Come join us LIVE between 3 and 4 PM EST today, Thursday Jan 19th by clicking here……and then clicking on the link provided on the post. You’ll be connected to audio and video to meet folks across many time zones and countries. Come to read a poem of your choice OR just to listen!

We’ll also have OLN LIVE on Saturday January 21st from 10 to 11 AM EST. Click here and then click on the link provided for Saturday’s session. Hope to see many of you!

Two Aphorisms Created for Our Times

Life is a card game,
play your hand wisely.
Seems like we’re caught
in a never-ending bridge game.
Trump suit named,
trick after trick after trick played.
Anyone ready to change the game?

When parade horses leave a trail of shit,
sweepers must follow.

Seems like we’re caught
in a never-ending parade
of show ponies
with far too few sweepers
willing to clean up the mess.

Written for dVerse, the virtual pub for poets around the globe. Today, Ana returns to dVerse and asks us to consider Gnomic poetry which is the practice of moralizing in verse. We can start or end our poem with an aphorism; create our own aphorisms; or be inspired by a myth. We have many choices in how to approach the prompt but the “focal point” of our poem must be a moral or assert a philosophical position on life. And she tells us that just because we’re moralizing, doesn’t mean we must be serious. We can add a bit of humor or irony. Images from Pixabay.com

A Lunker or Two

Spelunker by day
lady’s man by night.
Stalactites his game,
caves his domain.

Met his match at the local pub.
Spellunker by night,
scrabble her game
words her fame.

Challenged him
after a pint or two.
She won the game
he won her heart.

Written for dVerse, the virtual pub for poets around the globe. Today Sanaa hosts Quadrille Monday and asks us to use the word “spell” somewhere within the body of our poem of exactly 44 words, sans title. Had a little fun with this one.
PS: a spelunker is a person who explores caves. Image from Pixabay.com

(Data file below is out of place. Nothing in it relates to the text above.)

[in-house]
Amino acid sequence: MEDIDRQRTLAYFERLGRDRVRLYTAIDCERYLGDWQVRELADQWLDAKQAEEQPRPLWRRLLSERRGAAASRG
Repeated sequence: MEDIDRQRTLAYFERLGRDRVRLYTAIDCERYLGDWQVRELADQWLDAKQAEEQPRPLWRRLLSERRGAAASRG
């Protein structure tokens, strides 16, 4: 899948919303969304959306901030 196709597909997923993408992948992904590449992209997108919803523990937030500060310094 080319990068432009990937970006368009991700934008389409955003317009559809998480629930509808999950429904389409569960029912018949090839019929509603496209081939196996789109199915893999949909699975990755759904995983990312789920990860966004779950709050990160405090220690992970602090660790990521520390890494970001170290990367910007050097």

Overheard on the Corner in Ptown

Walking down Provincetown’s main street,
I passed two men sitting on a bench
chatting in front of the courthouse.
It’s a popular place to people watch.

I heard one man say to the other
“I have a list of things I’m not allowed to buy.”
I started wondering,
what might that list include?

Possibly . . . M&Ms with peanuts,
wine spritzers and flavored beer.
Tie-dyed tee shirts, bumper stickers,
and coffee mugs for mom, dad,
grandpa, grandma, best brother
or best sister.
Cape Cod engraved silver spoons.
Salt and pepper shakers
in the shape of whales.
And possibly starfish from the shell shop?
Because he already has too many.

“So what would I buy if I had that list,”
I asked my spouse after writing this poem.
In his inimitable way, he simply said,
“Use your imagination.”

Image: photo of sign taken on our walk yesterday to the far East side of town, where automobiles first enter Provincetown.

We’re just going to look . . .

Kissing us
sloppy licks,
just one of her
silly tricks.
This peppy
stole our
in one short

Written for NAPOWRIMO, Day 23. Today we are to write a poem in the style of Kay Ryan: short, snappy, lots of rhyme and sound play. Our daughter’s family went to “just look” at a litter of new puppies at a friend’s house. . .they now have a new bundle of energy in their home!